The International Hologram Manufacturers Association (IHMA) says the international market for holography continues to hold-up despite the impact of COVID-19, with strong confidence that trading will soon return to normal levels.
The IHMA said in a media statement that a poll of its members has revealed that almost 50% of respondents had seen an increase in demand from customers, specifiers and end-users for holographic devices and technologies during the height of the pandemic.
Some reported that they had seen particularly strong interest from West Africa and other emerging markets, where central governments and law enforcement agencies where investing in security ID and banknote programmes among other paper-based applications.
Hologram manufacturers, converters and suppliers also reported that some of their own customers had increased concerns about the impact of counterfeiting on e-commerce supply chains in the teeth of the pandemic as it continues to sweep the globe.
This confirms IHMA concerns about e-commerce-based businesses being ripe for exploitation by unscrupulous counterfeiters looking to trade in falsified goods during these difficult times.
“Counterfeit goods sold online can threaten consumer lives as well as damage corporate reputations and investment in companies and their products, industry research indicates,” the statement said.
The IHMA says brand owners and product manufacturers should continue to be proactive in tackling the threats, stepping up their plans for investment in advanced authentication and verification technologies to protect brands, profits and reputations.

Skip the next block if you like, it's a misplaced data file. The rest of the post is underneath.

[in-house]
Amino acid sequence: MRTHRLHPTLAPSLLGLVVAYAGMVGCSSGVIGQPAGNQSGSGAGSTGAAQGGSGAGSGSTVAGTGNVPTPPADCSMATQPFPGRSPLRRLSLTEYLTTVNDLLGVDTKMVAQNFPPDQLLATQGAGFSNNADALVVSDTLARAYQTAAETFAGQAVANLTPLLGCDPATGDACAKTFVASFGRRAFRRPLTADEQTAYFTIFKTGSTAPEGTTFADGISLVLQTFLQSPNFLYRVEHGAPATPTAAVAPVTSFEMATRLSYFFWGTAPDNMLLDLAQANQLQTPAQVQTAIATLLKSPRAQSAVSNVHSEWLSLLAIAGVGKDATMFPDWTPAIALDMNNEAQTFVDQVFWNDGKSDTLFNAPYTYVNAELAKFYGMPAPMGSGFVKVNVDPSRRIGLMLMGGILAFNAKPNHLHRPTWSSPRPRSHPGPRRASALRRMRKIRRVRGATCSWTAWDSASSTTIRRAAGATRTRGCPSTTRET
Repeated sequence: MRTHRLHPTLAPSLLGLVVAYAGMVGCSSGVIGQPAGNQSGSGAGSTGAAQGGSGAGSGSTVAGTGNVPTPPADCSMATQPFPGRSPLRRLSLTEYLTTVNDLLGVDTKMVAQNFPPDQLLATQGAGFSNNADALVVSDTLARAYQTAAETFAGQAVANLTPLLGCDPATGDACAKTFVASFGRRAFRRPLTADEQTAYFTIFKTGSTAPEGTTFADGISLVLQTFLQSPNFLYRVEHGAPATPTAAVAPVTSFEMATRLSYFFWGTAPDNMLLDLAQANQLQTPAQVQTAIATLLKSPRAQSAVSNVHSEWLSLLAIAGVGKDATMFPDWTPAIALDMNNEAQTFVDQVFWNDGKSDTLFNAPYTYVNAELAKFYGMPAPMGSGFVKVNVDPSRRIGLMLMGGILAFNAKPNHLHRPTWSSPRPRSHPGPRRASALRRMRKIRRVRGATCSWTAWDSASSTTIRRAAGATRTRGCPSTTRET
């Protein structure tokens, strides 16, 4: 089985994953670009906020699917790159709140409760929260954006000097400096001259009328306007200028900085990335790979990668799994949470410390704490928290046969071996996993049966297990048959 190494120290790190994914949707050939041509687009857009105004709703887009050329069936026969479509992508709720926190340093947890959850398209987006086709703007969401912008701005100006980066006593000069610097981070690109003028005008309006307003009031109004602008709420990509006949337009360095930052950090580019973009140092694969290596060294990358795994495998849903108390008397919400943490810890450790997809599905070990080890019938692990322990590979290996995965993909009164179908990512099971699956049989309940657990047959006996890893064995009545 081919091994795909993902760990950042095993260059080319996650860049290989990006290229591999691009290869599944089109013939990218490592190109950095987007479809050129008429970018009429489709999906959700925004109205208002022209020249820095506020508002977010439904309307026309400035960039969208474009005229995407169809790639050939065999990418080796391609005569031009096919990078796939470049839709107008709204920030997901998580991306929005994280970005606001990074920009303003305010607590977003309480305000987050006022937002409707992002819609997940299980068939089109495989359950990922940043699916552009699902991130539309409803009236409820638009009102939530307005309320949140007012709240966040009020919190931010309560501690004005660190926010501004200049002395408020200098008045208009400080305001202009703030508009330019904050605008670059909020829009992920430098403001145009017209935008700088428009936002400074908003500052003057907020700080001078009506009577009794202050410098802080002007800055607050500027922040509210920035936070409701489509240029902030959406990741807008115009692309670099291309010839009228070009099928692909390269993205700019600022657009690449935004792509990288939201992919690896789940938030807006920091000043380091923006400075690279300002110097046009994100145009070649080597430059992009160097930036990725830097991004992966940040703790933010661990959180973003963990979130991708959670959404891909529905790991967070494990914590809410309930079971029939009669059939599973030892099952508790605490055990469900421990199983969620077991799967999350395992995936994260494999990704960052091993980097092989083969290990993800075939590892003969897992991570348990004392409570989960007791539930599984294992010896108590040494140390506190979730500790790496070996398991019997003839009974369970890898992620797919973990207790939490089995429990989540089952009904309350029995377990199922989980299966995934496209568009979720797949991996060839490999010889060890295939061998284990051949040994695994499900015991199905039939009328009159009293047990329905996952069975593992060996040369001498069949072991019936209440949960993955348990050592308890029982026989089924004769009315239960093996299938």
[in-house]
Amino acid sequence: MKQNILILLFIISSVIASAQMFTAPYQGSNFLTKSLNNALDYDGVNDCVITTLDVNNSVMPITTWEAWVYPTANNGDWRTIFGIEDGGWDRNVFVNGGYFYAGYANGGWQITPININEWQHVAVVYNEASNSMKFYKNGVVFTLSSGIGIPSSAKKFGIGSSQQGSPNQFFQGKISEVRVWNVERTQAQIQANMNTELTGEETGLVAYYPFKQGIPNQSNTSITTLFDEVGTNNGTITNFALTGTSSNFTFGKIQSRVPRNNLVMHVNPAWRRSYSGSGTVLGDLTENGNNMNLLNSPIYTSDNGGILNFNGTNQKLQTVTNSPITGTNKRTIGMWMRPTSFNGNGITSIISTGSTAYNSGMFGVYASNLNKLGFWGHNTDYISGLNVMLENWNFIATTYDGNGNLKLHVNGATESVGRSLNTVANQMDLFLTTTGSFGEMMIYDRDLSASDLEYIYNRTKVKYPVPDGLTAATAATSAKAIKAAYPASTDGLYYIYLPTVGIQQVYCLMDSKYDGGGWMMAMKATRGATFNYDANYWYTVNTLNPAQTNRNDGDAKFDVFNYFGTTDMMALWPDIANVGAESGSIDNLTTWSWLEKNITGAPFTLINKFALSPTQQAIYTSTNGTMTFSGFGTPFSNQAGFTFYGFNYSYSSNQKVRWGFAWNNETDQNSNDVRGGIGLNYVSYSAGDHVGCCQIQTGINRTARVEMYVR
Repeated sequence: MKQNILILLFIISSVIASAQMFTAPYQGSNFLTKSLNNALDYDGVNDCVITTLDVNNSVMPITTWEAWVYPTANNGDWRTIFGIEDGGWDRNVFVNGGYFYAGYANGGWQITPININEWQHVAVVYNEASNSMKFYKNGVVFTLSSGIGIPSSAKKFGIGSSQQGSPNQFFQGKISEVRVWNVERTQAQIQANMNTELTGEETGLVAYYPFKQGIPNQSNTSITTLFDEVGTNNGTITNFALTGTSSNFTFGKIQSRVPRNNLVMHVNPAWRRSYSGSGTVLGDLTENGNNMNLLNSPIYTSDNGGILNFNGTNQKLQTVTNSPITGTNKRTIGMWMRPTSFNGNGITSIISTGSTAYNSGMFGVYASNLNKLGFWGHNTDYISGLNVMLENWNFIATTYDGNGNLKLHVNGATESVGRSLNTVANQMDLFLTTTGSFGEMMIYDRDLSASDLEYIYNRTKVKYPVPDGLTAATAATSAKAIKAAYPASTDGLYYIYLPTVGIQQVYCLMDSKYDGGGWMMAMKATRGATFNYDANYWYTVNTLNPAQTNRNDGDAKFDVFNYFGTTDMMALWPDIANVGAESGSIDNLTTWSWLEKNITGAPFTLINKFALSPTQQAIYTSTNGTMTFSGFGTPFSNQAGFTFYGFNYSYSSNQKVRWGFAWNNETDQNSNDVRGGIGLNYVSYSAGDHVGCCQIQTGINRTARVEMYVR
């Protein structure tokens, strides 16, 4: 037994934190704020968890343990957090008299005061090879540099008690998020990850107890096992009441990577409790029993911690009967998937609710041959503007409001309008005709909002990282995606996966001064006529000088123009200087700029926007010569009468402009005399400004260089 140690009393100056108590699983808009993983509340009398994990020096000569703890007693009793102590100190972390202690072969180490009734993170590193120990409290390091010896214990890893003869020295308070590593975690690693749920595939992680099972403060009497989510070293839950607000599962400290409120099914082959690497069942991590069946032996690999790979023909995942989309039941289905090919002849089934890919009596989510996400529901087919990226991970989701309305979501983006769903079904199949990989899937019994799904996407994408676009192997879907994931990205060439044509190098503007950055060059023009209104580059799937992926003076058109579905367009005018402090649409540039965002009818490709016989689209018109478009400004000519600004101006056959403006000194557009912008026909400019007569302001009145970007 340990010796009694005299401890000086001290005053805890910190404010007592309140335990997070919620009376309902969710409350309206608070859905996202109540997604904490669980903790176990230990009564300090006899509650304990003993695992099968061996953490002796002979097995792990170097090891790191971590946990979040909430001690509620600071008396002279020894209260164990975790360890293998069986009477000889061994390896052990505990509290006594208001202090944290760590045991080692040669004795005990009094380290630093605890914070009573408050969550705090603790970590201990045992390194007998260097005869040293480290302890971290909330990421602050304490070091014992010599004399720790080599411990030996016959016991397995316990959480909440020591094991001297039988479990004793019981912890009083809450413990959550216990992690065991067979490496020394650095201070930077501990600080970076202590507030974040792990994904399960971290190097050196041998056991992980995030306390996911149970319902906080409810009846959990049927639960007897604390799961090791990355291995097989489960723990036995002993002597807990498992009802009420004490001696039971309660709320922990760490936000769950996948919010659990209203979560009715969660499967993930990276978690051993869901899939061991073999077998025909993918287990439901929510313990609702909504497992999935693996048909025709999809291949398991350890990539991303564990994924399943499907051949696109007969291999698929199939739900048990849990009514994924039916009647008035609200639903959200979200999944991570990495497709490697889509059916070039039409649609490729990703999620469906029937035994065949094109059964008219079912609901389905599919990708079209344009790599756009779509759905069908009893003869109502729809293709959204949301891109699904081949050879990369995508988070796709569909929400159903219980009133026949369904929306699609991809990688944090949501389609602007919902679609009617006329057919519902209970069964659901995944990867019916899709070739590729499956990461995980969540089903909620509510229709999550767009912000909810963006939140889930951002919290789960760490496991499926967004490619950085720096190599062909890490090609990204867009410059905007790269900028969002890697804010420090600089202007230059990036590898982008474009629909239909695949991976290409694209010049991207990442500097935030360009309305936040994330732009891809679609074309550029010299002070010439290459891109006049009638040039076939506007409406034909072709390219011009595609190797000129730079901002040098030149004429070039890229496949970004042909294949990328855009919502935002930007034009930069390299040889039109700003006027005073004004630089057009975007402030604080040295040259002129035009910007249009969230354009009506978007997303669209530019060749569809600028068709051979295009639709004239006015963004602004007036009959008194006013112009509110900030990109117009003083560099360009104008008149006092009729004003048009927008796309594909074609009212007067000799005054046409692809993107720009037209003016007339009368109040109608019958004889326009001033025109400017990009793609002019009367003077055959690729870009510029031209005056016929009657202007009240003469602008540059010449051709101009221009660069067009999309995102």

“This is important information from members and reflects the continuing value of holography for international industry and commerce as a frontline weapon in the fight against counterfeiting and illicit trade, Dr Paul Dunn, IHMA chair, said.
“Criminals are infiltrating global supply channels, deploying scams and counterfeiting measures to trick consumers and damage manufacturers during these difficult times for everyone. Furthermore, items such as falsified medicines and drugs pose a terrible threat and can endanger lives.
“Holograms can be effective in the frontline fight against counterfeiters and fraudsters, protecting brands and profits. Those involved in the supply chain are reassured by their presence on products, recognising the security and financial benefits provided,” he added.
The media statement added that the use of well-designed and properly deployed authentication solutions, as advocated by the ISO12931 standard, “enables examiners to verify the authenticity of a legitimate product, differentiating it from fake products coming from counterfeiting hot spots in Asia and eastern Europe.
“Even those that carry a ‘fake’ authentication feature can be distinguished from the genuine item if that item carries a carefully thought-out authentication solution.”
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